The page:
Washington and 15 other states sued the US Postal Service on Thursday, alleging it broke federal law by choosing new gasoline-powered trucks over an electric fleet.
The law, filed in the US District Court for the Northern District of California, asserts that Postmaster General Louis DeJoy violated the National Environmental Policy Act (NEPA) when the Postal Service decided in February, during a “poor overhaul process,” replacing nearly 165,000 mail trucks. primarily with vehicles powered by gasoline, not electricity, in its national fleet of 212,000.
The lawsuit claimed that, in choosing a vehicle manufacturer, USPS failed to consider alternative options, weigh the impacts of poor air quality on polluted communities, align its purchase with state climate policies, or publish an environmental review prior to its decision to sign. a contract worth $6. billion in the next 10 years.
NEPA “requires the government to look before it leaps by considering reasonable alternatives and allowing the voices of the people to inform decisions,” Washington Attorney General Bob Ferguson said in a press release. “Postmaster DeJoy illegally jumped into gasoline-powered vehicles without sufficiently considering the alternatives. Postmaster DeJoy failed in his responsibility to protect our shared environment.”
The plaintiffs in the lawsuit filed Thursday include 16 states, two cities (the District of Columbia and New York City) and the Bay Area Air Quality Management District.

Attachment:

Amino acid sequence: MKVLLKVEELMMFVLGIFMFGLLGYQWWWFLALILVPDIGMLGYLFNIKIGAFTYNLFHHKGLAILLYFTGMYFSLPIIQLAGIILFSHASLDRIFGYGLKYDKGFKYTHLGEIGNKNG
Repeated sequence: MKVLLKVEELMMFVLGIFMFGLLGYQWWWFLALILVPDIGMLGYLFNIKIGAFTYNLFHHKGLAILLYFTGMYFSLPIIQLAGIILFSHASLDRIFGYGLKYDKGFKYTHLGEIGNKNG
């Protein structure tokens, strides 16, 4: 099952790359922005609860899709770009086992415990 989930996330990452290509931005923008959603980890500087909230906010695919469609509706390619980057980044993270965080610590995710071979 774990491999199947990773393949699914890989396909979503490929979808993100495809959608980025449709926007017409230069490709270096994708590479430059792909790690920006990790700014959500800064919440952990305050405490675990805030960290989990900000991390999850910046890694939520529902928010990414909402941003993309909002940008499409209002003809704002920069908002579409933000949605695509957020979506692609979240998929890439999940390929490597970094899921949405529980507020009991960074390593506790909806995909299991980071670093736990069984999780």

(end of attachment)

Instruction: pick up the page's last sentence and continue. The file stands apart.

Two other lawsuits were filed Thursday in New York and California by several environmental groups, who asked the judges to order a more thorough review of the postal service’s decision.
Oshkosh Defense LLC, a Wisconsin-based manufacturer, was selected by DeJoy in 2021 to build a new fleet for the USPS. Oshkosh Defense does not currently manufacture electric vehicles but, according to the company’s website, “will manufacture both zero-emission battery electric vehicles (BEVs) and low-emission, fuel-efficient internal combustion engine (ICE) vehicles, enhancing the USPS fleet to make it increasingly sustainable. Production of the next-generation delivery vehicle is expected to begin in 2023.”
Washington is pushing to electrify its transportation system in its efforts to cut greenhouse gas emissions 45% below 1990 levels by the end of the decade and eliminate them entirely by 2050.
In March, DeJoy’s decision was not only denounced by the Environmental Protection Agency and the White House Council on Environmental Quality, but led House Democrats to request an investigation and send a letter to the inspector. USPS General Tammy Whitcomb.
The USPS estimated that newly built vehicles would get nearly 30 miles per gallon, but an EPA analysis found the figure to be closer to 15 mpg, or 8.6 mpg if the driver uses air conditioning.